Complications During Labor and Delivery

Laboring woman in hospital bed covering her face with her hand while nurse examines her.


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Labor and delivery complications are relatively rare, but they do happen, and they're increasingly common. Most complications can be identified and managed to ensure the delivery is safe. However, some problems during labor are serious, even life-threatening, for a pregnant person and their baby.

It's normal to feel worried about the possibility that something could go wrong when you go into labor. You might already know that you have risk factors that could make a complication more likely when you give birth. Your health care provider may also have explained to you that some complications can happen even if you do not have an increased risk.

The chances that you will experience a complication during labor or delivery will depend on your specific health history and current pregnancy. Your health care provider can explain your risk factors during your prenatal visits. You should also ask them how they monitor and treat complications during labor and delivery.

Here are a few of the more common labor and delivery complications that you might want to ask about, as well as what your care team will do to keep you and your baby safe.

Common Labor and Delivery Complications

There are a few types of labor and delivery complications that are more common than others. Early labor, issues with the placenta, bleeding problems, and fetal distress are a few examples.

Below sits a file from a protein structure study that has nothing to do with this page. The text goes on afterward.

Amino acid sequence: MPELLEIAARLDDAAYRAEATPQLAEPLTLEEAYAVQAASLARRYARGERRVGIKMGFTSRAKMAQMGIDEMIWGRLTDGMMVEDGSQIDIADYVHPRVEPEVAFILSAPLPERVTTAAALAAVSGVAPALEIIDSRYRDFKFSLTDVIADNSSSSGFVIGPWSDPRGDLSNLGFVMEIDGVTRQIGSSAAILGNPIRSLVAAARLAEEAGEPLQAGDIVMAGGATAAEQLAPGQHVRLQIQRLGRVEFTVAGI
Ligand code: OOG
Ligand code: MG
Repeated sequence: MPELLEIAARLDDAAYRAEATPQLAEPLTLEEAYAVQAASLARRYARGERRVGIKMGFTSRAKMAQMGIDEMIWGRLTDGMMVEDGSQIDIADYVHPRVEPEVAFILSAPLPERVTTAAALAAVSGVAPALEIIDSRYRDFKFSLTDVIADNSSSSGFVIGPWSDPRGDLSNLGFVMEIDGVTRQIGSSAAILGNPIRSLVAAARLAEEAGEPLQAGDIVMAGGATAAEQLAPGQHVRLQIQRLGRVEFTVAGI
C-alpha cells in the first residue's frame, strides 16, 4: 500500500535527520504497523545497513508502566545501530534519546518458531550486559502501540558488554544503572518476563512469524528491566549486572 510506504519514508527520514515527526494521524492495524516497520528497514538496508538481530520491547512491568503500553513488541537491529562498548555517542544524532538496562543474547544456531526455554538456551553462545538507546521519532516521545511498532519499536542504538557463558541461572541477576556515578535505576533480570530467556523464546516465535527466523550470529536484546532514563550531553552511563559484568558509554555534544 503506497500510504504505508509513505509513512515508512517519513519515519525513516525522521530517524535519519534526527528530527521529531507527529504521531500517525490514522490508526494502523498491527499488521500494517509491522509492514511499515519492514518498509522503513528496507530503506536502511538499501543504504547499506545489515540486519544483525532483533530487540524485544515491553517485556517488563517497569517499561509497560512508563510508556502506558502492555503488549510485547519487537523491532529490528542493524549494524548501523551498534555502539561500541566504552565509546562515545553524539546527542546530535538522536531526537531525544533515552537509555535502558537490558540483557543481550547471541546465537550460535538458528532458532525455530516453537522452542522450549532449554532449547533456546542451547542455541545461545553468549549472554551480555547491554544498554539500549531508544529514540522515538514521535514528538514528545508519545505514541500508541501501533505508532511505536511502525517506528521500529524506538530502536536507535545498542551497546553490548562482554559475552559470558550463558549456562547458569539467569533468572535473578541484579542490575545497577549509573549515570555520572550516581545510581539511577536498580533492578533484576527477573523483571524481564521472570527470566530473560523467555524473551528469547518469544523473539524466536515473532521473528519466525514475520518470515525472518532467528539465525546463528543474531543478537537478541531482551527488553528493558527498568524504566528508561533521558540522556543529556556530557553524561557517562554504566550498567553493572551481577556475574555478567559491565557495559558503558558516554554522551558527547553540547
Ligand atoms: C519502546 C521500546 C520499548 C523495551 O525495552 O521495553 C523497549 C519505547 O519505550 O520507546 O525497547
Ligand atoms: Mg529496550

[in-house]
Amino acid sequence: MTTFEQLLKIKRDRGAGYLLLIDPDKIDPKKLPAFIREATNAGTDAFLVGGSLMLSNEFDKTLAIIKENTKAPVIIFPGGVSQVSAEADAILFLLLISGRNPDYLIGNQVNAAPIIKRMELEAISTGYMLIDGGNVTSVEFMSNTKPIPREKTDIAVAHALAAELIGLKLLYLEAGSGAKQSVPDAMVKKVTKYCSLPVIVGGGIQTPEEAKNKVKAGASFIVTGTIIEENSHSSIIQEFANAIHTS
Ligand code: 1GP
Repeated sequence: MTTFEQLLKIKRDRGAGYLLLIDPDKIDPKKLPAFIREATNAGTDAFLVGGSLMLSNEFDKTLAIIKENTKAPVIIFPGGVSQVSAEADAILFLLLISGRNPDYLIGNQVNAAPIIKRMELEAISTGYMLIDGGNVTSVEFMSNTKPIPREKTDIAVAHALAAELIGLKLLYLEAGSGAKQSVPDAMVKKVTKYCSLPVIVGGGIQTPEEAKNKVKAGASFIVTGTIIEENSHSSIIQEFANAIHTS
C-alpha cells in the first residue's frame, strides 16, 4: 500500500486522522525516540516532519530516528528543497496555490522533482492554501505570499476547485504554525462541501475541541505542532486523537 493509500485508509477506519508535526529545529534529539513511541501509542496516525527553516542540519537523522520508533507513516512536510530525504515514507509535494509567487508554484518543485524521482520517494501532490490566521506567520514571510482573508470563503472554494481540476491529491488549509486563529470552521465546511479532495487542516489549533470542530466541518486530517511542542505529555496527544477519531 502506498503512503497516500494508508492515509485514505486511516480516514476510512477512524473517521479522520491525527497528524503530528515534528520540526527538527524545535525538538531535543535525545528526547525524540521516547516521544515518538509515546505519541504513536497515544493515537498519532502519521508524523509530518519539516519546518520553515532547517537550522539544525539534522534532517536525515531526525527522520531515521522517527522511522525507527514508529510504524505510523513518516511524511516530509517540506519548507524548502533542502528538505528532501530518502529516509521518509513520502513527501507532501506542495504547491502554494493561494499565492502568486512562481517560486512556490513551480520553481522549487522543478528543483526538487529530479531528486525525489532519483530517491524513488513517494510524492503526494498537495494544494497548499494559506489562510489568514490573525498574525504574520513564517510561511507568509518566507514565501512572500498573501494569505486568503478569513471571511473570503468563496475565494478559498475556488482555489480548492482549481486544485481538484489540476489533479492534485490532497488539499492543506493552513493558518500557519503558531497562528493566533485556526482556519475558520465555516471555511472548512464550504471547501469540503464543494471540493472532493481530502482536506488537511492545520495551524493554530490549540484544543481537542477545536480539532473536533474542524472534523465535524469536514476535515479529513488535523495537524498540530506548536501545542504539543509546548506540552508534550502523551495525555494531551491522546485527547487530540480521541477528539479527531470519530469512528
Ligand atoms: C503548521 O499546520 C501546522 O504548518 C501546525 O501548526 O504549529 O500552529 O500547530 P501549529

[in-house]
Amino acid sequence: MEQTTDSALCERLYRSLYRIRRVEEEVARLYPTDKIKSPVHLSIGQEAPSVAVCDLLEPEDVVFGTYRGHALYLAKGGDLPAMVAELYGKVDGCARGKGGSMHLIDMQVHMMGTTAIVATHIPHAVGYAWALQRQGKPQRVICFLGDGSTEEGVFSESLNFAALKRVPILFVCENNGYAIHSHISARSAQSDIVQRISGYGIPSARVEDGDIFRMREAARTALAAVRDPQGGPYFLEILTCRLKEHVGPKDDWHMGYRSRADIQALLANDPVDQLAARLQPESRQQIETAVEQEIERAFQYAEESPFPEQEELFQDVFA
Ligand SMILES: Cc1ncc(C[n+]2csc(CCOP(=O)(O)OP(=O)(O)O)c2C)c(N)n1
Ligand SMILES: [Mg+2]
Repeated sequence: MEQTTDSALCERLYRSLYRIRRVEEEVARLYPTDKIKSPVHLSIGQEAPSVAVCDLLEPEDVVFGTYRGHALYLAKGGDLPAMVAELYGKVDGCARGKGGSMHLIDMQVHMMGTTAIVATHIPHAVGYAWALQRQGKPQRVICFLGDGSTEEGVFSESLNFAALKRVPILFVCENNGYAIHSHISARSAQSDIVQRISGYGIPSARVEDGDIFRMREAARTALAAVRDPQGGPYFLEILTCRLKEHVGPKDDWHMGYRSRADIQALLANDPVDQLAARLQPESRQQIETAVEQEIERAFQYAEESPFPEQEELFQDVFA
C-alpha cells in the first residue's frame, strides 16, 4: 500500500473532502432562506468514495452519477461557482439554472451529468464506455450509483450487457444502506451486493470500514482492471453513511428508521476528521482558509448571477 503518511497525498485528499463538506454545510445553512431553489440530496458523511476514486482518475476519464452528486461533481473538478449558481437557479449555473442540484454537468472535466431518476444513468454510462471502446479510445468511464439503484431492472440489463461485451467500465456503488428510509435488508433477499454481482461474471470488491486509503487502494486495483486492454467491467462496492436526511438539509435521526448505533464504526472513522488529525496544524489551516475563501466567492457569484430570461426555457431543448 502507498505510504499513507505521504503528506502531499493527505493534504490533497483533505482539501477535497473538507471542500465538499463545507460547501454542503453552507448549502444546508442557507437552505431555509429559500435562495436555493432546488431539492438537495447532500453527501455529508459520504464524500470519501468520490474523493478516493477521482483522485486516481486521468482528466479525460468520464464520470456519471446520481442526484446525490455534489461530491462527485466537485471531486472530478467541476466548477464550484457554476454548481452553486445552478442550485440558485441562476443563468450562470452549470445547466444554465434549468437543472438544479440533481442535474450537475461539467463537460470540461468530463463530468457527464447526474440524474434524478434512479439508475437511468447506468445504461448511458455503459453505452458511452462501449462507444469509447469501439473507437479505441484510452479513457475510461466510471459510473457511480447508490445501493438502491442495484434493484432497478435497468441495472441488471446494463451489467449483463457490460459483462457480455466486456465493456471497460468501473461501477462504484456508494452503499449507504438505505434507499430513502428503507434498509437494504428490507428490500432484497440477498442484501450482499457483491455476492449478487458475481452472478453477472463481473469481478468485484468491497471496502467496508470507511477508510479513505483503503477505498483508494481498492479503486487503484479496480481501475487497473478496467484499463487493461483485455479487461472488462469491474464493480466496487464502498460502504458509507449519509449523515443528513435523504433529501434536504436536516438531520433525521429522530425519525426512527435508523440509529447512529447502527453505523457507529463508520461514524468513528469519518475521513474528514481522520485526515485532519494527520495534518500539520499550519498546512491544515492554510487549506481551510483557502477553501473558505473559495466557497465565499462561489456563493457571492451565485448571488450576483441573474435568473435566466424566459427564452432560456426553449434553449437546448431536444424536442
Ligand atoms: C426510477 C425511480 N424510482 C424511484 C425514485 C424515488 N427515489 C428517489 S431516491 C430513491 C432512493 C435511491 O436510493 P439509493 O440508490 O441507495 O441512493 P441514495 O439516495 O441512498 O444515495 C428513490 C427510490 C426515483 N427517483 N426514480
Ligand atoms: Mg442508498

Preterm Labor

Preterm labor starts before the 37th week of pregnancy. Sometimes, it can start as early as 20 weeks. According to the Centers for Disease Control and Prevention (CDC), about 1 in every 10 births was preterm in 2018.

The earlier the labor starts, the riskier the birth will be. The health risks of preterm delivery for your baby are increased even they are born just a few weeks early.

Very premature babies have a number of challenges to overcome. Even after they leave the hospital, some will have developmental disabilities and persistent health problems.

At your prenatal visits, talk to your provider about the signs of premature labor and get instructions on what you should do if you experience them.

Labor That Does Not Progress

Having contractions and your water breaking are typical indicators that you are in labor. Sometimes, however, the process can come to a grinding halt. If you went into labor but are not progressing through the stages, your provider might want to give you medication to speed up your labor or restart it if it stopped.

Your labor might stall if:

You might need to have a C-section if your labor does not progress enough for you to deliver vaginally.

Placental Issues

Many placental issues are identified before a baby is born, though this is not always the case. Problems with the placenta can also occur once labor has started. Certain issues with the placenta are more common after uterine surgery, such as a C-section.

Possible problems with the placenta include:

If they are not addressed, issues with the placenta can cause severe blood loss (hemorrhage) that can put the health of a pregnant person and their baby at risk. Before and during your labor, your care team will monitor you to ensure that any placenta problem is quickly identified and treated.

Umbilical Cord Problems

Problems with the umbilical cord can also cause labor and delivery complications. The cord might be wrapped around the baby's neck (nuchal cord), or the cord will come out of the vagina before the baby (prolapse).

While it can be frightening to think about the umbilical cord being wrapped around your baby's neck, a nuchal cord is not often dangerous.

In most cases, the cord is only briefly around the baby's neck and is not tight enough to interrupt their breathing or descent through the birth canal. Having a nuchal cord rarely has any long-term effects on a baby's health.

If your care team identifies a problem with the baby's umbilical cord, there are steps that they can take to correct the problem and ensure the safe progression of labor. If an issue with the umbilical cord is not able to be fixed and your baby is showing signs of distress, you might need to have a C-section.

Perineal Tearing